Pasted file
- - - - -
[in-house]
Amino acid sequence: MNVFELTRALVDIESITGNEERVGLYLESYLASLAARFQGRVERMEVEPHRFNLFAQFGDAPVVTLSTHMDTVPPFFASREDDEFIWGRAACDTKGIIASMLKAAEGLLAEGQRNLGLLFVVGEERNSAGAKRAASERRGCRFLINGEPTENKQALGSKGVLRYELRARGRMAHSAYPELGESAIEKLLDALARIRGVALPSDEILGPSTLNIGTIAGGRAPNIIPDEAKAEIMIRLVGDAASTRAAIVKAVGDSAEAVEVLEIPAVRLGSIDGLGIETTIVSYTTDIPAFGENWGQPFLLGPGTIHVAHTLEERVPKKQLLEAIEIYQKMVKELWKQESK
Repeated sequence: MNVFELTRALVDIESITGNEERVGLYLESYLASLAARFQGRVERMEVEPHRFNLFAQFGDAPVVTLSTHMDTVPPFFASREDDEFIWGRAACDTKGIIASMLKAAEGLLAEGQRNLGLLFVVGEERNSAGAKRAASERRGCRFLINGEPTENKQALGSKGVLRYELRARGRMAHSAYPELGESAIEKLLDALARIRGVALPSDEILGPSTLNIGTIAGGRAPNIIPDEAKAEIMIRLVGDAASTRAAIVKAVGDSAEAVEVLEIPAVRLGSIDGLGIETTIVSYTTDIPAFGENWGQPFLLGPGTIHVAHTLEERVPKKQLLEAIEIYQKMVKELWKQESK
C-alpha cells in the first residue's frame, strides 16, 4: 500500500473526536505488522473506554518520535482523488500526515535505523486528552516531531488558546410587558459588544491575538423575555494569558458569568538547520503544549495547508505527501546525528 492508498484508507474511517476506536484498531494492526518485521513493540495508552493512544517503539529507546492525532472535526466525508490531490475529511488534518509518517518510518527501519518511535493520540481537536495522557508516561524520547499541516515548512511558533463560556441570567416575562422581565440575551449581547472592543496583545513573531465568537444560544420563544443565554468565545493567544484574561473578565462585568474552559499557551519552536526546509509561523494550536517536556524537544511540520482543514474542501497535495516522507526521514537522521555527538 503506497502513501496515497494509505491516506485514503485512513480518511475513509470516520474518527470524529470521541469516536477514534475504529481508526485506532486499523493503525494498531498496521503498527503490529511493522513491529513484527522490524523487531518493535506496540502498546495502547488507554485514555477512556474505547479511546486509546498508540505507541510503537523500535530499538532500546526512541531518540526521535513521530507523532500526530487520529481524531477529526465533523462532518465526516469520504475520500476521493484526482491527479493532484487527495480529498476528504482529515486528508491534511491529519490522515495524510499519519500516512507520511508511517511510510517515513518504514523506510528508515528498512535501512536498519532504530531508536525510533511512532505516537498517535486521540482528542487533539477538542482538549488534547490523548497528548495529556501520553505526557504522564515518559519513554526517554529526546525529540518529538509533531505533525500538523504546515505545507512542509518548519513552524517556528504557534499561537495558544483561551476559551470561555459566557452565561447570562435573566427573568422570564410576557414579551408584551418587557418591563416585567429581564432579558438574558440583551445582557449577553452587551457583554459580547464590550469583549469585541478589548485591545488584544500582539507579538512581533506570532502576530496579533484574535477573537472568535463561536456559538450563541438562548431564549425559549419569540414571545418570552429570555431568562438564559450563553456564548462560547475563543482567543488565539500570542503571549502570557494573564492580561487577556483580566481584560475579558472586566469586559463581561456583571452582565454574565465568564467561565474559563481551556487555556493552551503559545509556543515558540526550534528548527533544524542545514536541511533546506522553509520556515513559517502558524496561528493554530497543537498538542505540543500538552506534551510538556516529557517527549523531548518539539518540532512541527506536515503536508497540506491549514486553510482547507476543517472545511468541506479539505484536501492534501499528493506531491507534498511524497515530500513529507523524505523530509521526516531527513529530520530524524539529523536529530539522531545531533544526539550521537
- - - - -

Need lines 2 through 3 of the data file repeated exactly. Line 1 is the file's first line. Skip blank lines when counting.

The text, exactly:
Amino acid sequence: MNVFELTRALVDIESITGNEERVGLYLESYLASLAARFQGRVERMEVEPHRFNLFAQFGDAPVVTLSTHMDTVPPFFASREDDEFIWGRAACDTKGIIASMLKAAEGLLAEGQRNLGLLFVVGEERNSAGAKRAASERRGCRFLINGEPTENKQALGSKGVLRYELRARGRMAHSAYPELGESAIEKLLDALARIRGVALPSDEILGPSTLNIGTIAGGRAPNIIPDEAKAEIMIRLVGDAASTRAAIVKAVGDSAEAVEVLEIPAVRLGSIDGLGIETTIVSYTTDIPAFGENWGQPFLLGPGTIHVAHTLEERVPKKQLLEAIEIYQKMVKELWKQESK
Repeated sequence: MNVFELTRALVDIESITGNEERVGLYLESYLASLAARFQGRVERMEVEPHRFNLFAQFGDAPVVTLSTHMDTVPPFFASREDDEFIWGRAACDTKGIIASMLKAAEGLLAEGQRNLGLLFVVGEERNSAGAKRAASERRGCRFLINGEPTENKQALGSKGVLRYELRARGRMAHSAYPELGESAIEKLLDALARIRGVALPSDEILGPSTLNIGTIAGGRAPNIIPDEAKAEIMIRLVGDAASTRAAIVKAVGDSAEAVEVLEIPAVRLGSIDGLGIETTIVSYTTDIPAFGENWGQPFLLGPGTIHVAHTLEERVPKKQLLEAIEIYQKMVKELWKQESK